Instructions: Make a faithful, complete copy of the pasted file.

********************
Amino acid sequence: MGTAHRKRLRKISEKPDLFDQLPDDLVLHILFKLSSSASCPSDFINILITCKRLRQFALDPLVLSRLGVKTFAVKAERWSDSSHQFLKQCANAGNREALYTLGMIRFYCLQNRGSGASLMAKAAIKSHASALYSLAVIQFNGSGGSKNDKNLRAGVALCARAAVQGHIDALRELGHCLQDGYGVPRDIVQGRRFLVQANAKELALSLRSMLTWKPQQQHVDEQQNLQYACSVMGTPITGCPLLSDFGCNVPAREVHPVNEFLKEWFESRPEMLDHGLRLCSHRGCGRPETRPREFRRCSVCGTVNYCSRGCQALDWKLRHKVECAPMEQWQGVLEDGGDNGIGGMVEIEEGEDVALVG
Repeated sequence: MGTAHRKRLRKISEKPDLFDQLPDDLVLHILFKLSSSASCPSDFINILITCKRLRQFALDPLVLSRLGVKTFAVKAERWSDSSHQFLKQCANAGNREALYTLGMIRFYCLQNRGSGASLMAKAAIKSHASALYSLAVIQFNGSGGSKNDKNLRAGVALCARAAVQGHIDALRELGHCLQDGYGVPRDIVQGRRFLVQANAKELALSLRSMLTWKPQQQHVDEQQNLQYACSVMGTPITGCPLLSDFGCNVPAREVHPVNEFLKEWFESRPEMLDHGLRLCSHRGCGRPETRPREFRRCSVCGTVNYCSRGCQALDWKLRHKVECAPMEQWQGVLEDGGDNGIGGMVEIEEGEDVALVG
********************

Amino acid sequence: MGTAHRKRLRKISEKPDLFDQLPDDLVLHILFKLSSSASCPSDFINILITCKRLRQFALDPLVLSRLGVKTFAVKAERWSDSSHQFLKQCANAGNREALYTLGMIRFYCLQNRGSGASLMAKAAIKSHASALYSLAVIQFNGSGGSKNDKNLRAGVALCARAAVQGHIDALRELGHCLQDGYGVPRDIVQGRRFLVQANAKELALSLRSMLTWKPQQQHVDEQQNLQYACSVMGTPITGCPLLSDFGCNVPAREVHPVNEFLKEWFESRPEMLDHGLRLCSHRGCGRPETRPREFRRCSVCGTVNYCSRGCQALDWKLRHKVECAPMEQWQGVLEDGGDNGIGGMVEIEEGEDVALVG
Repeated sequence: MGTAHRKRLRKISEKPDLFDQLPDDLVLHILFKLSSSASCPSDFINILITCKRLRQFALDPLVLSRLGVKTFAVKAERWSDSSHQFLKQCANAGNREALYTLGMIRFYCLQNRGSGASLMAKAAIKSHASALYSLAVIQFNGSGGSKNDKNLRAGVALCARAAVQGHIDALRELGHCLQDGYGVPRDIVQGRRFLVQANAKELALSLRSMLTWKPQQQHVDEQQNLQYACSVMGTPITGCPLLSDFGCNVPAREVHPVNEFLKEWFESRPEMLDHGLRLCSHRGCGRPETRPREFRRCSVCGTVNYCSRGCQALDWKLRHKVECAPMEQWQGVLEDGGDNGIGGMVEIEEGEDVALVG